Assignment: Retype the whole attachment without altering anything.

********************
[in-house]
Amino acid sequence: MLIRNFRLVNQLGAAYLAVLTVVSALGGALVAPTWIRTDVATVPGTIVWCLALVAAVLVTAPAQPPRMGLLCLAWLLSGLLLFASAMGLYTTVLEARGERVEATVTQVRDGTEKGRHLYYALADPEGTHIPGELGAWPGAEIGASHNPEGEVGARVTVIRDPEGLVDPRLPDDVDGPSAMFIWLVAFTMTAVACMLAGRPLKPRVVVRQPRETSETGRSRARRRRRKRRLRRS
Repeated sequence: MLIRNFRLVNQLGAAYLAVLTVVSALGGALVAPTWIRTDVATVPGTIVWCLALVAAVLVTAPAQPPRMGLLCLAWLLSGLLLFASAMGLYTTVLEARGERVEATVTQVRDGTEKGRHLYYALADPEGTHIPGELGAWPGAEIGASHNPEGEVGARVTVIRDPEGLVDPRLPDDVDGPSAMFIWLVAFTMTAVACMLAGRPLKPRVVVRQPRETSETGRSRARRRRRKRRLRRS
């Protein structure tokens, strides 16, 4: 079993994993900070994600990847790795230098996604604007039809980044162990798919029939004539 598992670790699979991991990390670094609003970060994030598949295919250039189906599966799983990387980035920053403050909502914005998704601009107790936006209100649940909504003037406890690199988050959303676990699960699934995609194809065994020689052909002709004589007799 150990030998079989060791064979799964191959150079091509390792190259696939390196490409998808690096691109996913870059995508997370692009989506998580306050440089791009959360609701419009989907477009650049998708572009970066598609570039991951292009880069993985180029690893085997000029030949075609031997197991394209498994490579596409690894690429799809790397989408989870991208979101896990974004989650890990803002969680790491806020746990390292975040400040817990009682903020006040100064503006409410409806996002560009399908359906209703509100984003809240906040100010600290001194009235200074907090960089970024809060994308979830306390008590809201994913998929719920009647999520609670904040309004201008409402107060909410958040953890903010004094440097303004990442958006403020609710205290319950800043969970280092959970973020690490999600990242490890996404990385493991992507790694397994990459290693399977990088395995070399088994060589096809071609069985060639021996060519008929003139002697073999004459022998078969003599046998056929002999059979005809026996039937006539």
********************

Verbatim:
[in-house]
Amino acid sequence: MLIRNFRLVNQLGAAYLAVLTVVSALGGALVAPTWIRTDVATVPGTIVWCLALVAAVLVTAPAQPPRMGLLCLAWLLSGLLLFASAMGLYTTVLEARGERVEATVTQVRDGTEKGRHLYYALADPEGTHIPGELGAWPGAEIGASHNPEGEVGARVTVIRDPEGLVDPRLPDDVDGPSAMFIWLVAFTMTAVACMLAGRPLKPRVVVRQPRETSETGRSRARRRRRKRRLRRS
Repeated sequence: MLIRNFRLVNQLGAAYLAVLTVVSALGGALVAPTWIRTDVATVPGTIVWCLALVAAVLVTAPAQPPRMGLLCLAWLLSGLLLFASAMGLYTTVLEARGERVEATVTQVRDGTEKGRHLYYALADPEGTHIPGELGAWPGAEIGASHNPEGEVGARVTVIRDPEGLVDPRLPDDVDGPSAMFIWLVAFTMTAVACMLAGRPLKPRVVVRQPRETSETGRSRARRRRRKRRLRRS
């Protein structure tokens, strides 16, 4: 079993994993900070994600990847790795230098996604604007039809980044162990798919029939004539 598992670790699979991991990390670094609003970060994030598949295919250039189906599966799983990387980035920053403050909502914005998704601009107790936006209100649940909504003037406890690199988050959303676990699960699934995609194809065994020689052909002709004589007799 150990030998079989060791064979799964191959150079091509390792190259696939390196490409998808690096691109996913870059995508997370692009989506998580306050440089791009959360609701419009989907477009650049998708572009970066598609570039991951292009880069993985180029690893085997000029030949075609031997197991394209498994490579596409690894690429799809790397989408989870991208979101896990974004989650890990803002969680790491806020746990390292975040400040817990009682903020006040100064503006409410409806996002560009399908359906209703509100984003809240906040100010600290001194009235200074907090960089970024809060994308979830306390008590809201994913998929719920009647999520609670904040309004201008409402107060909410958040953890903010004094440097303004990442958006403020609710205290319950800043969970280092959970973020690490999600990242490890996404990385493991992507790694397994990459290693399977990088395995070399088994060589096809071609069985060639021996060519008929003139002697073999004459022998078969003599046998056929002999059979005809026996039937006539």